Morse v. Frederick
Morse v. Frederick
____ US____ (June 25, 2007)
Chief Justice Roberts delivered the opinion of the Court.
At a school-sanctioned and school-supervised event, a high school principal saw some of her students unfurl a large banner conveying a message she reasonably regarded as promoting illegal drug use. [The banner said "BONG HiTS 4 JESUS." The principal reasonably thought that it promoted the illegal use of marijuana.] Consistent with established school policy prohibiting such messages at school events, the principal [Morse] directed the students to take down the banner. One student [Frederick] refused to do so. The principal confiscated the banner and later suspended the student. The Ninth Circuit held that the principal's actions violated the First Amendment, and that the student could sue the principal for damages.
Our cases make clear that students do not "shed their constitutional rights to freedom of speech or expression at the schoolhouse gate." At the same time, we have held that "the constitutional rights of students in public school are not automatically coextensive with the rights of adults in other settings," and that the rights of students "must be 'applied in light of the special characteristics of the school environment.'" Consistent with these principles, we hold that schools may take steps to safeguard those entrusted to their care from speech that can reasonably be regarded as encouraging illegal drug use. We conclude that the school officials in this case did not violate the First Amendment by confiscating the pro-drug banner and suspending the student responsible for it.
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We granted certiorari on two questions: whether Frederick had a First Amendment right to wield his banner, and, if so, whether that right was so clearly established that the principal may be held liable for damages. We resolve the first question against Frederick, and therefore have no occasion to reach the second.
At the outset, we reject Frederick's argument that this is not a school speech case . . . . [W]e agree with the superintendent that Frederick cannot "stand in the midst of his fellow students, during school hours, at a school-sanctioned activity and claim he is not at school."
. . . . Principal Morse thought the banner would be interpreted by those viewing it as promoting illegal drug use, and that interpretation is plainly a reasonable one.
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Elsewhere in its opinion, the dissent emphasizes the importance of political speech and the need to foster "national debate about a serious issue" . . . . But . . . . this is plainly not a case about political debate over the criminalization of drug use or possession.
The question thus becomes whether a principal may, consistent with the First Amendment, restrict student speech at a school event, when that speech is reasonably viewed as promoting illegal drug use. We hold that she may.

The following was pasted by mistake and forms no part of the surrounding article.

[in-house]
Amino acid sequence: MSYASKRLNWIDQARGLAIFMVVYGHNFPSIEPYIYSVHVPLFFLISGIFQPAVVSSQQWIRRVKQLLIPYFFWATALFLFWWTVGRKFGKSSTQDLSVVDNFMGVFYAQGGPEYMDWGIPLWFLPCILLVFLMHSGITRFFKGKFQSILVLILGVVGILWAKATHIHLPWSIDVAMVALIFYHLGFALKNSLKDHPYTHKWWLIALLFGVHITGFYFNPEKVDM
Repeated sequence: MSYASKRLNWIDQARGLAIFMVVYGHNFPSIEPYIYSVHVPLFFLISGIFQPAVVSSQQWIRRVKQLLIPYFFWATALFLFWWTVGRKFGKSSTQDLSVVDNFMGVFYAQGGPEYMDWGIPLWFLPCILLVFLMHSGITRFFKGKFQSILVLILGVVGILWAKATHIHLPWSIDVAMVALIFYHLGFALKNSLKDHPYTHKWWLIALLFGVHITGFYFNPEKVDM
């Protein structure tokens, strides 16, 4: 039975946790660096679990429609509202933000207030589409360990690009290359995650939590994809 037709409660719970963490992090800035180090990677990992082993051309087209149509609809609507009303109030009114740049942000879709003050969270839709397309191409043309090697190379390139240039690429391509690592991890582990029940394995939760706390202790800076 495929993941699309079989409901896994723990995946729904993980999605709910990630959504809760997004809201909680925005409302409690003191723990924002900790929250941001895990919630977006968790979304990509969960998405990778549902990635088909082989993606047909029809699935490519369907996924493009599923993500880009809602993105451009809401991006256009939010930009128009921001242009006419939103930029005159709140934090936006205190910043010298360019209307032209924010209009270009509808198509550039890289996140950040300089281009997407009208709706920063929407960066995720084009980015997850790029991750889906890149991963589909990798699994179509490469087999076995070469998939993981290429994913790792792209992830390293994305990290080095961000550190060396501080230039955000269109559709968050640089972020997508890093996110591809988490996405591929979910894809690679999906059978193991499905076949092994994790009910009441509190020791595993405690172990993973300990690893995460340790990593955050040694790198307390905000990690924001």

In Tinker v. Des Moines Independent Community School Dist., this Court made clear that " First Amendment rights, applied in light of the special characteristics of the school environment, are available to teachers and students." Tinker involved a group of high school students who decided to wear black armbands to protest the Vietnam War. School officials learned of the plan and then adopted a policy prohibiting students from wearing armbands. When several students nonetheless wore armbands to school, they were suspended. The students sued, claiming that their First Amendment rights had been violated, and this Court agreed.
Tinker held that student expression may not be suppressed unless school officials reasonably conclude that it will "materially and substantially disrupt the work and discipline of the school" . . . . The students sought to engage in political speech, using the armbands to express their "disapproval of the Vietnam hostilities and their advocacy of a truce, to make their views known, and, by their example, to influence others to adopt them." Political speech, of course, is "at the core of what the First Amendment is designed to protect” . . . .
This Court's next student speech case was Bethel School Dist. No. 403 v. Fraser. Matthew Fraser was suspended for delivering a speech before a high school assembly in which he employed what this Court called "an elaborate, graphic, and explicit sexual metaphor" . . . . This Court [held] that the " School District acted entirely within its permissible authority in imposing sanctions upon Fraser in response to his offensively lewd and indecent speech."
. . . . The Court [cited] the "marked distinction between the political 'message' of the armbands in Tinker and the sexual content of [Fraser's] speech." But the Court also reasoned that school boards have the authority to determine "what manner of speech in the classroom or in school assembly is inappropriate."
. . . . [We] distill from Fraser two basic principles. First, Fraser's holding demonstrates that "the constitutional rights of students in public school are not automatically coextensive with the rights of adults in other settings" . . . . Second, Fraser established that the mode of analysis set forth in Tinker is not absolute. Whatever approach Fraser employed, it certainly did not conduct the "substantial disruption" analysis prescribed by Tinker.
Our most recent student speech case, Hazelwood v. Kuhlmeier, concerned "expressive activities that students, parents, and members of the public might reasonably perceive to bear the imprimatur of the school." Staff members of a high school newspaper sued their school when it chose not to publish two of their articles . . . . This Court [held] that "educators do not offend the First Amendment by exercising editorial control over the style and content of student speech in school-sponsored expressive activities so long as their actions are reasonably related to legitimate pedagogical concerns."